Winter Weekends: Sounds and Beats

In New York's wintertime, Saturdays are more increasingly spent indoors and a certain mellow sound encompasses the afternoon. Evening is too quick in its approach, but then again, "the city that never sleeps" is not frightened by January's abrupt darkness. 

So as I sip my coffee and read, taking in the stillness (all but forgotten during the week), I play my music of this particular season. 
And once winter's fickle sun has set, with dinner done... 
New York wakes up for all its fun. 

Enjoy the sounds of a lazy afternoon. 

Get a playlist! Standalone player Get Ringtones


Wednesday, January 11, 2012

5 Things Not to Do on the Subway

1) Do not pee in the subway car. In fact, it is best if you do not urinate anywhere in public. But subway cars are particularly smothering, so this is particularly cruel.

2) Do not get into domestic disputes in the subway car. This is awkward. And I’m not talking about a little tiff. I’m simply asking you refrain from shouting, scratching, or yanking hair. It makes for a stressful journey home.

3) Do not pop your gum incessantly in the subway car.  Or ever.

4) Do not think we want to hear your music in the subway car. Headphones were invented for a reason. Please invest in some. Once you have bought said headphones, do try to remember that when you sing loudly we can still hear you (even though, oddly enough, you can’t hear yourself). And we don’t really like it.

5) Do not think too much about the subway car. “I’m squished.” “That person is touching me.” “Who was sitting here last?” “Why is the train not moving?” No, no, no. Do not ponder such grievances when commuting. Your wondering thoughts will inevitably become catalysts for a mental breakdown, or possibly lead to a cause of arrest.

Click here for a visual example of what happens when

Elaine from Seinfeld experiences emotions any New Yorker on a crowed train understands. 


Friday, January 6, 2012

I Regret to Inform You...

Dear Darlings,

It is with my utmost regret that I shall not be blogging today 
or tomorrow due to an immense amount of laundry from the 
last three months... er, weeks.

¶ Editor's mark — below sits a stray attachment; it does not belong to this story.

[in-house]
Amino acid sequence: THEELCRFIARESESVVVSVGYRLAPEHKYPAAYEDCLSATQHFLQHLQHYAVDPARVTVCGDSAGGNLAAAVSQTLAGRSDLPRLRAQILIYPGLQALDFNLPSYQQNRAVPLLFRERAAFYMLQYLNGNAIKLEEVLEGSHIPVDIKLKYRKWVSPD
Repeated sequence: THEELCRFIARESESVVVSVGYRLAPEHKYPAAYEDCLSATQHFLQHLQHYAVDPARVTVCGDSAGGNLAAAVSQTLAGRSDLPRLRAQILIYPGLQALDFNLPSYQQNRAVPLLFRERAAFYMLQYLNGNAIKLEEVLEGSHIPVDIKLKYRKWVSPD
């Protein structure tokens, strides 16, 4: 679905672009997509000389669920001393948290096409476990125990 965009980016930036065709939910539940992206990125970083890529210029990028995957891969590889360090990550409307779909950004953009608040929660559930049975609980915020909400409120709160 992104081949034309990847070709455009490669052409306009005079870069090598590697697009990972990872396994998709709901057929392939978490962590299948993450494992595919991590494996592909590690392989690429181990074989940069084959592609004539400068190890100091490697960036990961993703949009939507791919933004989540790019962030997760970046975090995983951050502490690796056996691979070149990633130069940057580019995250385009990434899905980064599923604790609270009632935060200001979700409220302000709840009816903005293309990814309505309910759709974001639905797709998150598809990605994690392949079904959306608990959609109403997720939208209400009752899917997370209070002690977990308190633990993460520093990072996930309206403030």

Two fair sisters also arrived to this fine city Thursday evening,
thus I simply must entertain. Please do check back in the forthcoming week for a new posting.

Yours truly,

PS - This letter was meant to be read in a British accent. If you did not comply with this direction, please reread the above text in the specified dialect for full effectiveness. If you are positively brilliant, and did read the above text with the Queen's English... well then, cheers. 


Sunday, January 1, 2012

The Why Blog 2011: A Year in Review

A lot happened in 2011.

It was my first full year living in New York City, and it was the first full year the class of 2010 was officially out of college. Here’s a look at what else happened throughout 2011, with links to blog posts from that event. And if you don’t want to read the blah blah blah, scroll down for the “Top Ten Posts” list at the bottom of this entry. Enjoy the journey through time…

January began the year with a Snowpocalypse of sorts through New York and much of the east coast. While overall inches of snow accumulation weren’t as high as 2010, I was grounded in VA for 2 extra days after Christmas. With the airports still out of commission, my high school friend Alice and I Chinatown bussed it up here. Though there were huge highlights to January (Martha Stewart Living internship, brunching at the Plaza, etc.), I must admit: It was a miserably cold month. You could walk outside and get a brain freeze… or simply slip on ice.